like $2.5 million spent on setting up a Teck emergency centre at St. Paul’s Hospital in Vancouver. “As far as I can see if Teck leaves tomorBY VALERIE ROSSI row that’s a huge problem but if Teck leaves Times Staff Trail tomorrow, it makes no difference to A presentation of Teck’s two new capital Vancouver,” he said. “I know you have projects swayed toward community invest- many plants around the world but $53 ment Tuesday when a man in the crowd million all going to the corporate cities of argued the company has left more smoke Toronto and Vancouver, I think that’s truly than legacy behind. an inequitable distribution of the profits.” Trail professional Mario Cabianca pointGreg Belland, general manager of Trail ed to Teck’s 2006 sustainaOperations, explained that bility report, concluding that Teck’s corporate commun“We have a long the mining giant has short ity investments are not divhistory with Trail changed Trail in its commitvied up according to earnings ment to invest one per cent based on sites and encourand we look annual earnings before taxes aged the crowd of about 100 forward to a much and interest over a five-year Greater Trail residents to longer history rolling average. come forward with any proWith Teck and the Waneta going forward too.” ject ideas they may have. Dam accumulating about “There’s no given formula GREG BELLAND $1.1 billion in gross earnings to the investment that we before interest tax deprecihave that says that proporations and amortization profits between tion will match exactly what the earnings 2006 to 2010, he said the company should are for any given site,” he said. “We have a have put about over $12 million into com- long history with Trail and we look forward munity investment rather than the $1.9 to a much longer history going forward, too. million it did. There’s demonstration through the commit“Trail Operations is sustaining their his- ment in the investment of these projects toric role of polluting the air, water and that we will be here for a long time.” soil,” he said, noting a number of mishaps Teck is spending $210 million on tripling at the plant including about 15 kilograms its capacity to recycle end-of-life electronof mercury solution that spilled into the ics in Trail with the No. 4 Furnace Project, Columbia River in October of 2010. which includes the construction of a new “The sustainability of community means slag fuming furnace and settling furnace to support and maintain that community. to be located at the southeast corner of the Presently the only thing that’s sustainable is property overlooking downtown and the the constant total profits from Trail, B.C., to Columbia River. the corporate office in Vancouver, Donald Last year, 13,000 tonnes of “e-waste” Lindsay’s home town.” was recycled in Trail and “there is far more Cabianca is referring to the heavy fund- generated today than there is capacity to ing delivered to projects in larger centres – treat it,” according to Belland.

SUBMITTED PHOTO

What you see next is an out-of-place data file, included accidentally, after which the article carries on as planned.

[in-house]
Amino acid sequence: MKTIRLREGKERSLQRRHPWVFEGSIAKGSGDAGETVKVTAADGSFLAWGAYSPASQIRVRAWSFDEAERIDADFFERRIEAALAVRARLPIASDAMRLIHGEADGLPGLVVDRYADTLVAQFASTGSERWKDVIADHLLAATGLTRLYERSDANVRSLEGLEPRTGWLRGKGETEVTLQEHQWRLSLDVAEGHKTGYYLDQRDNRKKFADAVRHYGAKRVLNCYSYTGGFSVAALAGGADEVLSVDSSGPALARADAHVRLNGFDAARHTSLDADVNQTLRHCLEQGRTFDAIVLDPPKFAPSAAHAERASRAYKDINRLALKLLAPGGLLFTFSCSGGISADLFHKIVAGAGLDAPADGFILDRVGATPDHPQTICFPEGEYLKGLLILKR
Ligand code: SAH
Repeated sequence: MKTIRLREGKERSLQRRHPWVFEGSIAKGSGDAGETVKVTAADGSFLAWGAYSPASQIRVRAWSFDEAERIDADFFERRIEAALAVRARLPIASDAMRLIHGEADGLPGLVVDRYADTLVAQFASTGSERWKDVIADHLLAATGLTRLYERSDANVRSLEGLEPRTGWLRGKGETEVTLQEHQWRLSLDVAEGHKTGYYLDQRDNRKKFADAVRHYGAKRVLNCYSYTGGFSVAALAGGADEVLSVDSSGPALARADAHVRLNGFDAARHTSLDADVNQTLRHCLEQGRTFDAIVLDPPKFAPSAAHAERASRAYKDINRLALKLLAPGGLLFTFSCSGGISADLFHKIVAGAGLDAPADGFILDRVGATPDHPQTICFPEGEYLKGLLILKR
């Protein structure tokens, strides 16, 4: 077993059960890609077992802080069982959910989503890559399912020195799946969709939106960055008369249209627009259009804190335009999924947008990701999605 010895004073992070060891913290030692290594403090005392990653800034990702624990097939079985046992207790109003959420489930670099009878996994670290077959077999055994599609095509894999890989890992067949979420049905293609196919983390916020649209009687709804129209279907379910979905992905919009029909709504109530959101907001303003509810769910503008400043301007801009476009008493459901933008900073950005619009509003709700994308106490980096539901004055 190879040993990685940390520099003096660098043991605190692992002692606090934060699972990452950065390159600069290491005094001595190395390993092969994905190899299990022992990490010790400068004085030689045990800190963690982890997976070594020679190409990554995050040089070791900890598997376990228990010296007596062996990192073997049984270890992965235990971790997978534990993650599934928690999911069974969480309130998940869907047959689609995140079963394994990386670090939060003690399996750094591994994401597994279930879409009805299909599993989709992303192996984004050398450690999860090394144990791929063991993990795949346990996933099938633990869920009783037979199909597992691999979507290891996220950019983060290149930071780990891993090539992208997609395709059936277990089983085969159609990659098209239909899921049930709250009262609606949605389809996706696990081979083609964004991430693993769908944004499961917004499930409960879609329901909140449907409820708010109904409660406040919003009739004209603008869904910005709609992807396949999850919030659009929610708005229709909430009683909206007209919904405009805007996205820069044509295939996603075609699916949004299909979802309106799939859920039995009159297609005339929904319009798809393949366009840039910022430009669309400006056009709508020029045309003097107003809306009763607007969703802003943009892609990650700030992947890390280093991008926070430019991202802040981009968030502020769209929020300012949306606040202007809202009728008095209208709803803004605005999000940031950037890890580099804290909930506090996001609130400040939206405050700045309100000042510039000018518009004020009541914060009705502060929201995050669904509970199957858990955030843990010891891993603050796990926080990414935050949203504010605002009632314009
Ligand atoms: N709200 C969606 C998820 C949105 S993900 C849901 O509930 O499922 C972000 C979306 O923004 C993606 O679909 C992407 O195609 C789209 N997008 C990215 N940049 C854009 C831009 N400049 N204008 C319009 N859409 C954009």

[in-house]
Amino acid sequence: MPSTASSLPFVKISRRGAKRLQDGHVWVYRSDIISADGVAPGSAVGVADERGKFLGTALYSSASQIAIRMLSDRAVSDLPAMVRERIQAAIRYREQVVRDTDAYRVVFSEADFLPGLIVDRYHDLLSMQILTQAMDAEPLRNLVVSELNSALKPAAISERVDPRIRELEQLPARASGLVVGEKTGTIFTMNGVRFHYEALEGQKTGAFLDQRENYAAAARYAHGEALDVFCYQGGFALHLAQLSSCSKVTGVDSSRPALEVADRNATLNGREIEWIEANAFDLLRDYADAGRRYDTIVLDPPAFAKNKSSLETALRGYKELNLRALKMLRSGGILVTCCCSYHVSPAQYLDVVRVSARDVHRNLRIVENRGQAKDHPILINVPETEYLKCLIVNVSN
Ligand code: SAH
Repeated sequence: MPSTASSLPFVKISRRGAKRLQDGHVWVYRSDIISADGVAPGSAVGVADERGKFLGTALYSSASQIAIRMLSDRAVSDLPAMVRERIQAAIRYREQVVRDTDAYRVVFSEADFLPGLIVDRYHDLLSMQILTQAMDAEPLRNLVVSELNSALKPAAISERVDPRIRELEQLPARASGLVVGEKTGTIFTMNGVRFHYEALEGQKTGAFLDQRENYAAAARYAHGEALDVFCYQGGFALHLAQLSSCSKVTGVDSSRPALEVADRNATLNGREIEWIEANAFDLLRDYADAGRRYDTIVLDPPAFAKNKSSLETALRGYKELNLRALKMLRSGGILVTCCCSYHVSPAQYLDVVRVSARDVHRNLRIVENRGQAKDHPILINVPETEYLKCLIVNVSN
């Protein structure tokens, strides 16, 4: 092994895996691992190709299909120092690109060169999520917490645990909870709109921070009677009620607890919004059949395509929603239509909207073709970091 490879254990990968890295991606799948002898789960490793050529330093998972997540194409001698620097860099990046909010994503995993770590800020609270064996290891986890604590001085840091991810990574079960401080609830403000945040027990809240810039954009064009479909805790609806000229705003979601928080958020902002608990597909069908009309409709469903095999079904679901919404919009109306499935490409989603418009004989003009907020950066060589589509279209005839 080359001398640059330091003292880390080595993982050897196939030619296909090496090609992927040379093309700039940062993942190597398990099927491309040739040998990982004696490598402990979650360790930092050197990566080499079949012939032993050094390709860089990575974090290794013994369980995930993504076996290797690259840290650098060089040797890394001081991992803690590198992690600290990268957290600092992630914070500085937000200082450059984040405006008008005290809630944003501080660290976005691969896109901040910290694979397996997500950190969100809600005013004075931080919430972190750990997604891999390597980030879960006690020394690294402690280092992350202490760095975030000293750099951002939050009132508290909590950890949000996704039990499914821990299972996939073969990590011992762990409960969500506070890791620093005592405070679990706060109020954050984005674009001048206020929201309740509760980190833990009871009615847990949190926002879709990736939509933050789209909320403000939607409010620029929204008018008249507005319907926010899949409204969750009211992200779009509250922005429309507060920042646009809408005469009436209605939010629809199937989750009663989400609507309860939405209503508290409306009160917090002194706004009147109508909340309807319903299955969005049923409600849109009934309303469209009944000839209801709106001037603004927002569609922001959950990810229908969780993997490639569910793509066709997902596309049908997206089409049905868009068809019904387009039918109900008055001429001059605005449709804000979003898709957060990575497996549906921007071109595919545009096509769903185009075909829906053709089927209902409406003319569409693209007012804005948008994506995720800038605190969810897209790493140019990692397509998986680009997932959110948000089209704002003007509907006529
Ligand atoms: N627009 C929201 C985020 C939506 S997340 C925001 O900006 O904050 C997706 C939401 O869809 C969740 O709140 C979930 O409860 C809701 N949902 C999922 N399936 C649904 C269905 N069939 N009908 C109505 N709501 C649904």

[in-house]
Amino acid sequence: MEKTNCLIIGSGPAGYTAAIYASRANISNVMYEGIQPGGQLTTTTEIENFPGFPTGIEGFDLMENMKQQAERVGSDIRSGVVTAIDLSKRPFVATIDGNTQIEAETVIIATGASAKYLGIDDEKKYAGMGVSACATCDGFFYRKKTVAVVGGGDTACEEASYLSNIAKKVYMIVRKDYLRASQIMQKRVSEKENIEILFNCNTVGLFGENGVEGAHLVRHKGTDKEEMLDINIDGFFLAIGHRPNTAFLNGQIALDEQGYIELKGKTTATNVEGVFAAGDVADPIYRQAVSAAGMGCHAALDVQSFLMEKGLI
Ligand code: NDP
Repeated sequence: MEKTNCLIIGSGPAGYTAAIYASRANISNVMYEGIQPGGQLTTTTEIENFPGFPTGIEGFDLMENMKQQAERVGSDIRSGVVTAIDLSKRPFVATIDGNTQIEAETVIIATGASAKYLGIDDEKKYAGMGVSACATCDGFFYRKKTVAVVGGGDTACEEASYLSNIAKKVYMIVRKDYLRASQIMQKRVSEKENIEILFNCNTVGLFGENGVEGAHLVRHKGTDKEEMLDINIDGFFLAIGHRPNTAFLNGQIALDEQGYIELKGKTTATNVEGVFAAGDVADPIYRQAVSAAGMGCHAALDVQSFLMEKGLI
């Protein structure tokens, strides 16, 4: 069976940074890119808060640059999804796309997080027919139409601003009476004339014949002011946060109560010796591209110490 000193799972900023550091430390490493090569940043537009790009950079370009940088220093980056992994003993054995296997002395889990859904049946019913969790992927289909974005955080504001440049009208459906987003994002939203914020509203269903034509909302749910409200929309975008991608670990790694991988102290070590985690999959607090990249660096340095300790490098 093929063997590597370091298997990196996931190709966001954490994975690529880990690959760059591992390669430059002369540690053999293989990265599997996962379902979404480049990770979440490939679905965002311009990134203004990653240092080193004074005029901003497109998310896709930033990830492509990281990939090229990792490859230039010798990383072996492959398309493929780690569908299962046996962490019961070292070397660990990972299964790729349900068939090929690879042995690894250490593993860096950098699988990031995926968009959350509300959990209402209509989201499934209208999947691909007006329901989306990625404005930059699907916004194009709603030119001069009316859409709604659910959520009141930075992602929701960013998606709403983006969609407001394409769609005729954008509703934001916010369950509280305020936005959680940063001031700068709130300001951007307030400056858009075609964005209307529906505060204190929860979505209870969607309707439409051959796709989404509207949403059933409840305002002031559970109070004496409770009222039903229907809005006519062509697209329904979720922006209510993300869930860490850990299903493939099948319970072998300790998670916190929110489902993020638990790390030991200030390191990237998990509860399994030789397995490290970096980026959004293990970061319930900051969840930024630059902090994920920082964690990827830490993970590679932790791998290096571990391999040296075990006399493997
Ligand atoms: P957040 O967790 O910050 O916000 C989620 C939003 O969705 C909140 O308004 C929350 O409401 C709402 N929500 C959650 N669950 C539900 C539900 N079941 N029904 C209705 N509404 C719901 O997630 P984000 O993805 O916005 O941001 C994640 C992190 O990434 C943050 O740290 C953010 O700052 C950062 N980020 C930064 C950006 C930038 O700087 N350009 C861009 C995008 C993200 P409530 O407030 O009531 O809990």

An artist’s rendering of the Teck facility following the completion of major projects, which begin this year. Trail Operations began processing televisions, computers and other electronic items on a trial basis in 2006 and was designated as a reprocessing site when the B.C. program started up in 2007. After recyclables are sorted by KC Recycling, Teck receives two waste streams for processing. The company then processes glass as it feeds into the Kivcet smelter and the e-waste bits and pieces from the shred go into the No. 2 slag-fuming furnace. The slag-fuming furnace removes additional gold, silver and copper, as well as lead, zinc and nickel, while vaporizing wood and plastics to help fire the furnace. The expansion of this process will allow Trail to take in “e-scrap,” a smaller subset of waste like circuit boards and processors within computers. “We will generate excess steam as a result of this and we do have an opportunity to look at using that steam or that energy value for example toward a potential project to generate electricity to put in a cogeneration project,” explained Belland. A minor increase in some metals – offset

by no net increase in sulfur dioxide (SO2) – from the No. 4 Furnace Project will vary depending on production levels and on the source and mixture of Trail Operations’ feeds, according to Catherine Adair, Teck’s community engagement coordinator. Though metal emissions to water will rise by five per cent for zinc, nearly 10 per cent for lead, seven per cent for thallium, 16 per cent for arsenic, three per cent for copper and 16 per cent for cadmium, projected levels are still within the Ministry of Environment’s permitted levels for Trail Operations. The project will require about 500,000 man-hours of work, which equates to about 200 construction jobs from this year to 2014. Belland anticipates about 20 new positions will result once the furnaces are complete while no permanent jobs will arise with the $125-million installation of a new acid plant – the second project highlighted during the information meeting.